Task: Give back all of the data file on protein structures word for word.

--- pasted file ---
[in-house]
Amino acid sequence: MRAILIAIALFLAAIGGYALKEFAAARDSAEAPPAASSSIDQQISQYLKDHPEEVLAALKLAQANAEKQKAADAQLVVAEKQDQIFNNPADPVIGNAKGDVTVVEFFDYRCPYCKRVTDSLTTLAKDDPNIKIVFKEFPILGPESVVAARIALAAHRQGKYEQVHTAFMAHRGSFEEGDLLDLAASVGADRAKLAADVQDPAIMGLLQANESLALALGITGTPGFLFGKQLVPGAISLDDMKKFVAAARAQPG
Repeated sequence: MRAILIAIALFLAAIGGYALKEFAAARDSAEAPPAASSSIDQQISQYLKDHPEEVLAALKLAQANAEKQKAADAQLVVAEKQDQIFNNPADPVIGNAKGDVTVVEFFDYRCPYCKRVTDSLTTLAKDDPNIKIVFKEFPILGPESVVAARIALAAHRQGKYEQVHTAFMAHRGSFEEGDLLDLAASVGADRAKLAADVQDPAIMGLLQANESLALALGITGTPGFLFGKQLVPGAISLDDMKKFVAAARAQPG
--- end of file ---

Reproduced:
[in-house]
Amino acid sequence: MRAILIAIALFLAAIGGYALKEFAAARDSAEAPPAASSSIDQQISQYLKDHPEEVLAALKLAQANAEKQKAADAQLVVAEKQDQIFNNPADPVIGNAKGDVTVVEFFDYRCPYCKRVTDSLTTLAKDDPNIKIVFKEFPILGPESVVAARIALAAHRQGKYEQVHTAFMAHRGSFEEGDLLDLAASVGADRAKLAADVQDPAIMGLLQANESLALALGITGTPGFLFGKQLVPGAISLDDMKKFVAAARAQPG
Repeated sequence: MRAILIAIALFLAAIGGYALKEFAAARDSAEAPPAASSSIDQQISQYLKDHPEEVLAALKLAQANAEKQKAADAQLVVAEKQDQIFNNPADPVIGNAKGDVTVVEFFDYRCPYCKRVTDSLTTLAKDDPNIKIVFKEFPILGPESVVAARIALAAHRQGKYEQVHTAFMAHRGSFEEGDLLDLAASVGADRAKLAADVQDPAIMGLLQANESLALALGITGTPGFLFGKQLVPGAISLDDMKKFVAAARAQPG